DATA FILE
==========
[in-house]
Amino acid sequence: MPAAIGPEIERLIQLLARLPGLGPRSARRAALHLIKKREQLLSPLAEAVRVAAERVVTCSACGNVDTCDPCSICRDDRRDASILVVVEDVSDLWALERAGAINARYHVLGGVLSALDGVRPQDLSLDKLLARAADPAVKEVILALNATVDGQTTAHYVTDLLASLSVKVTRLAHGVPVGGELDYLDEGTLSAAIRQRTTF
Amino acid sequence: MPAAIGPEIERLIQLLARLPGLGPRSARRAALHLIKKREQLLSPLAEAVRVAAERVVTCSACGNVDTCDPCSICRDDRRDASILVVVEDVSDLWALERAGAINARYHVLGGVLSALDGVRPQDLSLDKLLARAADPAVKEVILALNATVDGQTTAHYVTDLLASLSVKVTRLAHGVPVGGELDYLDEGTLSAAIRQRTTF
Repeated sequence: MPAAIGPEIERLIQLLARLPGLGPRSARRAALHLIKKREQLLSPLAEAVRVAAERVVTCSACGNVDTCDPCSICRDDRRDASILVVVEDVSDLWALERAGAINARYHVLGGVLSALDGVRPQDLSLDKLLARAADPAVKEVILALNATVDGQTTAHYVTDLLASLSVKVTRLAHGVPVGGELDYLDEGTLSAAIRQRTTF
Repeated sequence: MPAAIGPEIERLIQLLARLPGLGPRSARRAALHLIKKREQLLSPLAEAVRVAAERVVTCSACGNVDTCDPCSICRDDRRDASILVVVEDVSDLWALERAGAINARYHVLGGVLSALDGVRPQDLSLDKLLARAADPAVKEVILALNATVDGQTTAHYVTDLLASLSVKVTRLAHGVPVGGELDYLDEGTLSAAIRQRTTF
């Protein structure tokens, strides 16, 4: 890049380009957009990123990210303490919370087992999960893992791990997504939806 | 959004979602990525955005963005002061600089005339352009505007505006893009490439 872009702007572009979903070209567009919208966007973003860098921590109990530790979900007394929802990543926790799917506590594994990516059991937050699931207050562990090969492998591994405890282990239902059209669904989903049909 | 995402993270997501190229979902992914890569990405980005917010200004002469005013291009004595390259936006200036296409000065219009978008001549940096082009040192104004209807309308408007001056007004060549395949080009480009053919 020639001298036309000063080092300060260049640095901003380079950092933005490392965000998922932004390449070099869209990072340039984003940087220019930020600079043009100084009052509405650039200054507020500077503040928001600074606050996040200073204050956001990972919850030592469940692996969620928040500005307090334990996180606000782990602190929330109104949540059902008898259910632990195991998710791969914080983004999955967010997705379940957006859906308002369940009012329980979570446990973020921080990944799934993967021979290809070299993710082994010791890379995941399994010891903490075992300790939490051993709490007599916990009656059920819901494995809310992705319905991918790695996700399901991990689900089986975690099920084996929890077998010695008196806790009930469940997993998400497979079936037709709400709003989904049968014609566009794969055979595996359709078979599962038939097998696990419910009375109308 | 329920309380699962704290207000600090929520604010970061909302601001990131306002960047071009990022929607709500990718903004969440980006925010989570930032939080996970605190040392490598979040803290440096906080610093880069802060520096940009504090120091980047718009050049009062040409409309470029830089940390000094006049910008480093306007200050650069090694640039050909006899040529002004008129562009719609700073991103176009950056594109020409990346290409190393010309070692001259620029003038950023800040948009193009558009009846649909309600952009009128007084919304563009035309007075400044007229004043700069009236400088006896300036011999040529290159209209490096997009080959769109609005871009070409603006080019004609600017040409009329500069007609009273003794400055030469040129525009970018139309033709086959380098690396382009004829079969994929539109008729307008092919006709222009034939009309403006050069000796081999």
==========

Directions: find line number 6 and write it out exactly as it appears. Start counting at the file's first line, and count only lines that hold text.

């Protein structure tokens, strides 16, 4: 890049380009957009990123990210303490919370087992999960893992791990997504939806 | 959004979602990525955005963005002061600089005339352009505007505006893009490439 872009702007572009979903070209567009919208966007973003860098921590109990530790979900007394929802990543926790799917506590594994990516059991937050699931207050562990090969492998591994405890282990239902059209669904989903049909 | 995402993270997501190229979902992914890569990405980005917010200004002469005013291009004595390259936006200036296409000065219009978008001549940096082009040192104004209807309308408007001056007004060549395949080009480009053919 020639001298036309000063080092300060260049640095901003380079950092933005490392965000998922932004390449070099869209990072340039984003940087220019930020600079043009100084009052509405650039200054507020500077503040928001600074606050996040200073204050956001990972919850030592469940692996969620928040500005307090334990996180606000782990602190929330109104949540059902008898259910632990195991998710791969914080983004999955967010997705379940957006859906308002369940009012329980979570446990973020921080990944799934993967021979290809070299993710082994010791890379995941399994010891903490075992300790939490051993709490007599916990009656059920819901494995809310992705319905991918790695996700399901991990689900089986975690099920084996929890077998010695008196806790009930469940997993998400497979079936037709709400709003989904049968014609566009794969055979595996359709078979599962038939097998696990419910009375109308 | 329920309380699962704290207000600090929520604010970061909302601001990131306002960047071009990022929607709500990718903004969440980006925010989570930032939080996970605190040392490598979040803290440096906080610093880069802060520096940009504090120091980047718009050049009062040409409309470029830089940390000094006049910008480093306007200050650069090694640039050909006899040529002004008129562009719609700073991103176009950056594109020409990346290409190393010309070692001259620029003038950023800040948009193009558009009846649909309600952009009128007084919304563009035309007075400044007229004043700069009236400088006896300036011999040529290159209209490096997009080959769109609005871009070409603006080019004609600017040409009329500069007609009273003794400055030469040129525009970018139309033709086959380098690396382009004829079969994929539109008729307008092919006709222009034939009309403006050069000796081999």